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Signs You Would Enjoy Teppanyaki Dining

Teppanyaki dining is something everyone should experience at one point in their lives, and there are some signs that you’d like it more than most. If you’re already a fan of Japanese dining, you like to mix up your sides, and you enjoy watching your chef prepare your meal, you’re a perfect candidate. Here’s a look at some of the signs you would enjoy teppanyaki dining.

You Enjoy Japanese Dining

If you already have a taste for Japanese food, then you may be a fan of teppanyaki dining. Teppanyaki is made on a flat grill that is powered by propane, and it’s typically located in the dining area, much like hibachi. It combines cut up pieces of ingredients like scallops, rice, vegetables, eggs, and beef, and traditional teppanyaki may include cabbage and noodles, as well. If Japanese food is your go-to choice, chances are you’ll enjoy teppanyaki.

You Like a Variety of Sides

One interesting aspect of teppanyaki is that it can be eaten with all different kinds of sides. Vegetables and fried rice are common sides, but garlic chips, zucchini, and mung bean sprouts are also popular options. If you can fry it along with the meat, then it can serve as a side for the dish. The traditional sauce to use would be soy, but Japanese restaurants in America might offer different options for sauces, as well.

You Want to Watch the Preparation

People love the entertainment factor of hibachi grills. Watching your chef prepare your food in front of you is exciting, especially when he or she does tricks, which is often the case at these kinds of restaurants. If you want to watch the food being prepared but you’re not quite in the mood for hibachi, then teppanyaki can offer the same kind of experience.

If you’re looking for teppanyaki in San Jose, look no further than House of Genji. You can check out our website to see what our cocktail lounge and hibachi grill have to offer, or you can call us at (408) 453-8120 if you have questions about our Japanese dining options.

Spotlight on Kyoto's Okera-Mairi Ceremony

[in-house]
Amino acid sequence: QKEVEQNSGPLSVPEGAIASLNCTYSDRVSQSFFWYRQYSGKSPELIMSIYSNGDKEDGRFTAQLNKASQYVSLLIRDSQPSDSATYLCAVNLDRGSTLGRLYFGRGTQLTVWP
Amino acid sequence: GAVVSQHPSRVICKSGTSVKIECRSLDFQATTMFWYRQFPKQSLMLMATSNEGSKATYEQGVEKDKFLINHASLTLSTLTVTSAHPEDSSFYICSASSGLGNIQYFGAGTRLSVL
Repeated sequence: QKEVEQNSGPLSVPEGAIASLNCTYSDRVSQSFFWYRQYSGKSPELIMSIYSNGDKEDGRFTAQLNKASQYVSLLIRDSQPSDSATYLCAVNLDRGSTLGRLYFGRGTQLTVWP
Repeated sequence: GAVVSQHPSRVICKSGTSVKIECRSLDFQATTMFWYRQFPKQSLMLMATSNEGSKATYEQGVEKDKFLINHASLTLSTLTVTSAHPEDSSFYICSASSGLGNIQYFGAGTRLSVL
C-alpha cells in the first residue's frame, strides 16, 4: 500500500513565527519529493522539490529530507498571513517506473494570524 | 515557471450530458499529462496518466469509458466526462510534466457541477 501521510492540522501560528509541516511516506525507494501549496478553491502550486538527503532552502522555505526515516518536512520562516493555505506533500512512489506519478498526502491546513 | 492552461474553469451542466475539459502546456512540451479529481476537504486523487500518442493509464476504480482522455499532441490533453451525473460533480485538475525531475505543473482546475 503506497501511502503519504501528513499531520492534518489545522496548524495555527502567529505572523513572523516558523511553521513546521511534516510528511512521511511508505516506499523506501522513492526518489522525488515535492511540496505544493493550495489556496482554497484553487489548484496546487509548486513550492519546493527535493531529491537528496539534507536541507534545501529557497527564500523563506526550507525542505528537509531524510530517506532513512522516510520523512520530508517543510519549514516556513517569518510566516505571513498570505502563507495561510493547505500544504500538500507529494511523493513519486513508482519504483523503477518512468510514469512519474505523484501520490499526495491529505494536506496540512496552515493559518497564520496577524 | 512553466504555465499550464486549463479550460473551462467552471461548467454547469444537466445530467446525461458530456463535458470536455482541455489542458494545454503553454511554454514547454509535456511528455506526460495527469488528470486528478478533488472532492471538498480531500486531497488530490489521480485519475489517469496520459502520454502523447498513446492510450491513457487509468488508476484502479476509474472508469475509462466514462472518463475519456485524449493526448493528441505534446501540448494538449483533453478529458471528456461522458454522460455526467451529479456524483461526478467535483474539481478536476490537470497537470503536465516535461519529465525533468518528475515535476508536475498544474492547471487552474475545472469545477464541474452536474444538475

Every New Year’s Eve, the city of Kyoto, Japan holds the Okera Matsuri festival during which people pray for good health in the coming year, and the process of visiting festival is called the Okera-Mairi ceremony. The annual Okera Matsuri festival typically begins at 7 p.m. on New Year’s Eve and runs until 5 a.m. on New Year’s Day, and the event is held at Kyoto’s Yasaka Shrine.

During this festival, bonfires are lit, and roots of the medicinal okera herb, which is traditionally associated with eliminating malevolent energy, are tossed into the flames. Because it is thought that preparing a meal over these flames will bring a year of peace, taking some embers from the fire is often a part of the Okera-Mairi ceremony. For this reason, it is customary for people to light bamboo ropes to take home with them from the festival.

For teppanyaki, sushi, and Japanese food in San Jose, come and see us at House of Genji. Please call (408) 453-8120 today to make your reservation.

The History of the Martini Cocktail

Enjoying your favorite mixed drink while having your teppanyaki dinner prepared right at your table can make for an excellent evening for you and your friends. If the martini is among your favorite cocktails, then watch this video to learn some of this history behind this popular drink.

Historically, the dry martini entered the scene when dry vermouth was first available, as people would ask for a dry martini when they wanted dry vermouth instead of the alternative. Before dry vermouth was an option, the martini was made using gin, orange bitters, and sweet vermouth.

As a Japanese steakhouse featuring a cocktail lounge and teppanyaki in San Jose, House of Genji is the place to be for great Japanese food and fantastic cocktails. For more information, call us at (408) 453-8120.

Top Foods to Try When You Visit Japan